2008-09-17

My Hair Is Not A Measure of My Blackness or Political Stance, Neither Is Yours


On youtube, there has been a discussion of Afrocentrism. In particular when it comes to natural hair vs. perms. Many on youtube feel that some of us natural haired folks look down upon them, and think they want to be white. While in some instances I do think this is true, I don't have an issue with people who perm their hair in general. I think those who are natural and have been vocal about "getting back to your roots" in regards to hair care come from a place of rejection and ridicule. Believe it or not some people with weaves and perms make fun of those of us with natural hair, and I would only say in the last few years have I been getting compliments on my hair from other blacks. Not to mention I feel as a black woman in America, I have been made to feel my hair in inadequate, not just from the European mainstream media, but within the black community, and even within my own family.

I have always had a LOT of hair. As a child, I remember my mother cursing doing my hair. She hated detangling it, she hated combing it, she would comment on how thick my hair was on a regular basis. She never said my hair was bad directly, but I got the feeling something was wrong with my hair and made me feel my hair was inadequate. It made it seem like my hair was a burden. Couple that with the predominant white areas I grew up in, it made me feel like there was something wrong with my hair as is. I know a lot of black people have heard and even said the negative comments in regards to "nappy" hair. Talking about people's kitchens. That people wear their hair natural because they are too lazy to get their hair done, or the "buckwheat" comments, or the "I have the best beautician to hook you up and get your hair right." The experience of flat ironing your hair on a whim, and being told you look "professional", or "so much better", or the "someone must have had a come to Jesus with you" comments. Seattle Slim just recently had this experience, and I can say I feel her pain.

With all that being said, and knowing my past experiences are not unique to me, I can see how some black women will embrace european beauty standards and ideals as their own, and look in disbelief at the concept of actually wanting to wear your hair in it's more natural form. Not all black women who perm feel this way, but I can see why I received the negative comments I did from those with perm and weave. No one ever told them, like me that black hair in it's natural state was ok. It was expected for you to have a perm, not locs or twists. Most black women can say they started perming at a young age. I was nine when I received my first perm, I know countless others who were much younger. They have grown up like me, not really knowing the actual texture of their own hair, and never really learning how to do hair in it's natural state.

I can also say that often people make assumptions about my political stances based upon my hair and appearance. People don't realize I just like the "black hippie" look. I love my hair natural, I love my big door knocker earrings (now I do have some more petite and smaller earrings for work, but casually, if I wear earrings, they are door knockers, I am not going to lie). No, I am not a Hebrew Israelite, or know of the ways of Yah(Jah). I do not wait for Biafra to rise again. No, I don't hate white people. I don't feel any closer to Africa than any other black American out there. I don't take an afrocentric view of the world vs. a eurocentric view. If anything, since I don't fit in either ideal, I mesh the two, or have created a more unique view of the world. I understand the concept of collectivism and think it is great, but I appreciate the idea of the individual as well.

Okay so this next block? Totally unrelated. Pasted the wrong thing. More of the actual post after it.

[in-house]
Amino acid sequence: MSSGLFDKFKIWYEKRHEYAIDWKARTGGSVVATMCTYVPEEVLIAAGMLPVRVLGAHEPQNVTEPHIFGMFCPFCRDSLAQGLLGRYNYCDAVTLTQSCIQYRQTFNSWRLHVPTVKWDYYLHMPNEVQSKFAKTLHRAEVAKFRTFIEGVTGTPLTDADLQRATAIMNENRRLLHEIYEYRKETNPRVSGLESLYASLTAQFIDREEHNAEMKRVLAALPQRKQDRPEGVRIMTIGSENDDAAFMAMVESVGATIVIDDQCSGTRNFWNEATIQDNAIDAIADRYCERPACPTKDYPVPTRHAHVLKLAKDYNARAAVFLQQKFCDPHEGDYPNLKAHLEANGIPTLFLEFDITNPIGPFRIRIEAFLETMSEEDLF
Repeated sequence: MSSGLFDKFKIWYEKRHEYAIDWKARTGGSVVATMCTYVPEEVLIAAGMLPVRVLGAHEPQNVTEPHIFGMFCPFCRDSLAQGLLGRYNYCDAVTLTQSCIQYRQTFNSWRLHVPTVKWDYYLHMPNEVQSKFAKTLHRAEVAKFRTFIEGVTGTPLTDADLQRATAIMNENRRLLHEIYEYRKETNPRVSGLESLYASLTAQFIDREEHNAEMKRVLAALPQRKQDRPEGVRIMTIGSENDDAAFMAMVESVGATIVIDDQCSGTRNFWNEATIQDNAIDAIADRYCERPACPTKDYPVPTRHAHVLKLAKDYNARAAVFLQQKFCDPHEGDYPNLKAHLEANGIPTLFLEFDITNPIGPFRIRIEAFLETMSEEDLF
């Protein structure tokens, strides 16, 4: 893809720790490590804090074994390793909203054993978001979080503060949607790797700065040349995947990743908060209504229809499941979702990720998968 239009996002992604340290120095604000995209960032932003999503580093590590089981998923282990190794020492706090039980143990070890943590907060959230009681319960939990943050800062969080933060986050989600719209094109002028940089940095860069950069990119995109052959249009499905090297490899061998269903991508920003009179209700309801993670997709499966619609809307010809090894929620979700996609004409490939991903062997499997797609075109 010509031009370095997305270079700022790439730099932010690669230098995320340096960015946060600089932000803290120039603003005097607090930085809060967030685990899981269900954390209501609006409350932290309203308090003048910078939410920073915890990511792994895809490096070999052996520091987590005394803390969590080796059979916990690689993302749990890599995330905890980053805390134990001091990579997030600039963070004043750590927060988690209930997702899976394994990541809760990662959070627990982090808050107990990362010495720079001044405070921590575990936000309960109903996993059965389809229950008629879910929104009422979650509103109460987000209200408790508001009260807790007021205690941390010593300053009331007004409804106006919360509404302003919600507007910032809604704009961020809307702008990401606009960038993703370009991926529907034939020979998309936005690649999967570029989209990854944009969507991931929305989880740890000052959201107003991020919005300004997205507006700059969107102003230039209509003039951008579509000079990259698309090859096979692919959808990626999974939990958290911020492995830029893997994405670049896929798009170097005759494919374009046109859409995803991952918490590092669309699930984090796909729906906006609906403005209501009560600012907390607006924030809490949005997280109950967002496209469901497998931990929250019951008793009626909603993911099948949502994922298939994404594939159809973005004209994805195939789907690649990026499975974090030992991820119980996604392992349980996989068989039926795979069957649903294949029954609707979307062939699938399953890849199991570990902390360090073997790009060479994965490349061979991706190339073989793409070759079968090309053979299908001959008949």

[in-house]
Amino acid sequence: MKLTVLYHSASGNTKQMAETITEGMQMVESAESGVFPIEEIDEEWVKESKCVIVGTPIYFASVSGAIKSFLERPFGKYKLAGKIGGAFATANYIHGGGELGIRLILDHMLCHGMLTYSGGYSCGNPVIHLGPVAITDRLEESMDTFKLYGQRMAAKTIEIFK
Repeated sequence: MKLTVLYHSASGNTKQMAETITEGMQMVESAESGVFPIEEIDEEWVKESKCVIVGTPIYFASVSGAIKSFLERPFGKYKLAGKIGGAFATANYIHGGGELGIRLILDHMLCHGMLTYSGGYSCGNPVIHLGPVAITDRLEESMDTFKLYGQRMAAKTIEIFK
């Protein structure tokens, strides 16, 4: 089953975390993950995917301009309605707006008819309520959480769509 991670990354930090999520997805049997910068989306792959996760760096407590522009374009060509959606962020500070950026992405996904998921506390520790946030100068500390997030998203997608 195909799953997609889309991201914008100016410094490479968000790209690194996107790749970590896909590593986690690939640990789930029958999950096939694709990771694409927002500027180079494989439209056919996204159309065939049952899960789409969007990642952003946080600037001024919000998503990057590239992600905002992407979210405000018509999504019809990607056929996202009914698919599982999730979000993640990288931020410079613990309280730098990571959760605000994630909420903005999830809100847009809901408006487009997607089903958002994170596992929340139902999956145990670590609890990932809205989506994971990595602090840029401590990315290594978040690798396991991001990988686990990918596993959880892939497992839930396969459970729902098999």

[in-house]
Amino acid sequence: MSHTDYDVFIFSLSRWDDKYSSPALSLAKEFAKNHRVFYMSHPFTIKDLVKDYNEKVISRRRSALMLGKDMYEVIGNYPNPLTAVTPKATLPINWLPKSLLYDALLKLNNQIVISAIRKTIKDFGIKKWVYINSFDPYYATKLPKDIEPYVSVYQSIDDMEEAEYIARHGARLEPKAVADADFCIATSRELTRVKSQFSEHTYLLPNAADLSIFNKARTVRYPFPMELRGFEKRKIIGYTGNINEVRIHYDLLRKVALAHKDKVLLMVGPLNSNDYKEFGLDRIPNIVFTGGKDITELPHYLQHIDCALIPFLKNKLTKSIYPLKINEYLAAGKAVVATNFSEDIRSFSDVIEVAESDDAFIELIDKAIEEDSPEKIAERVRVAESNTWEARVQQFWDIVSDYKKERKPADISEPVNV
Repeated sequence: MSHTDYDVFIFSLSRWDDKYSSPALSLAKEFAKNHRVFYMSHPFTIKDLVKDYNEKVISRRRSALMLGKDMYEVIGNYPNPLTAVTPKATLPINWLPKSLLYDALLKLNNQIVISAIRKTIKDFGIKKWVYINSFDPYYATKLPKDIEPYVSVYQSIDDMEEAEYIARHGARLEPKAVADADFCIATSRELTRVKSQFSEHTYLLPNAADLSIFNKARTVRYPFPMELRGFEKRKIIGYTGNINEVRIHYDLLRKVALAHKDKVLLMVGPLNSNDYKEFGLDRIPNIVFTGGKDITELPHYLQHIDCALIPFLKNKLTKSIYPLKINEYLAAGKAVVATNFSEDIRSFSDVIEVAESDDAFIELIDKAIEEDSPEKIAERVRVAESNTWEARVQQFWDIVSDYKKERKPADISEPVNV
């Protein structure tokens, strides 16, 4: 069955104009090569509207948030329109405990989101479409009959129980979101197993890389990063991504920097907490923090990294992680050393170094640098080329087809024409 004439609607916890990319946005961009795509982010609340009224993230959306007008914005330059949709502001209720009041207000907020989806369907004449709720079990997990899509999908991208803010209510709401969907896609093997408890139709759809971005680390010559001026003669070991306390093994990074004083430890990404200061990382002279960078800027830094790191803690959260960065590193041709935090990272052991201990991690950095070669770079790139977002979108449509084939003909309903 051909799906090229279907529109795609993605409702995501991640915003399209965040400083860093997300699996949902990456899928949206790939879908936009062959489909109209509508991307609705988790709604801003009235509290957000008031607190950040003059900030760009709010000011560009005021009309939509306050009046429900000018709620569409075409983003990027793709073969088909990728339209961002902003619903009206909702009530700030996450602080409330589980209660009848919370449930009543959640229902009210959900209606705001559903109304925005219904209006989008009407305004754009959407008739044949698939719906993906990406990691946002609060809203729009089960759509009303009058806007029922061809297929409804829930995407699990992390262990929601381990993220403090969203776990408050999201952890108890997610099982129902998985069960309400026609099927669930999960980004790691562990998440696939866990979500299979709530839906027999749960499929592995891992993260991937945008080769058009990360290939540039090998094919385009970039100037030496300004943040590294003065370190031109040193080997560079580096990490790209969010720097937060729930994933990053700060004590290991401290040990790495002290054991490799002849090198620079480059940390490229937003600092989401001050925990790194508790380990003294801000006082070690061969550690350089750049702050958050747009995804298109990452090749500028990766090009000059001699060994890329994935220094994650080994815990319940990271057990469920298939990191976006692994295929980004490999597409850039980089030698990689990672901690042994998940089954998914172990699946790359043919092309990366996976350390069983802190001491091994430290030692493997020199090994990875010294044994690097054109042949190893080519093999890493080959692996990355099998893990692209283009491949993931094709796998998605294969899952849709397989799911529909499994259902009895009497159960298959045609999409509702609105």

For me being natural wasn't an "awakening" to get closer to my African roots, but a way to distance myself from pain. I still cringe at the thought of a hot comb burning my ear or the back of my neck. I've never had a time I could say I enjoyed getting a perm. Maybe I have a sensitive scalp, but that stuff burns my head, and yes for a week for hair looked silky straight, but my scalp would be full of scabs and tender. Also note because I have such thick hair, and I live in an area of relatively high humidity in relation to the rest of the country, my hair was always frizzy even when relaxed. I would curl my ends and for the 2 minutes I would be outside, my hair would frizz and the curl I put in my hair gone. The fact I was scared to go swimming in our public pools because my mom feared my hair would break off due to the chemical from the perm mixing with chlorine, making it super dry was an issue for me as well. I like not spending a couple of hours in the salon or at home to do my hair, but rather take an extra 15 minutes in the shower to detangle and deep condition when needed. I also saving money.

I will say going natural has caused me to put a different perspective on things. Like I am more inclined or more aware of eating processed foods, or being more concerned about buying organic and fair trade products. It I guess in that perspective, it did give me an insight, but not one I feel that should be pushed as an agenda to others, nor do I see my hair is a reflection of my blackness.


****An afterthought****

Something I noticed on IR blogs about natural hair, is that some men find natural hair to be a deterrent. Not that they don't like it, they are just under the impression that natural hair means pro-black and anti-IR. Why is that? I'm still about white boy love, perm or no perm.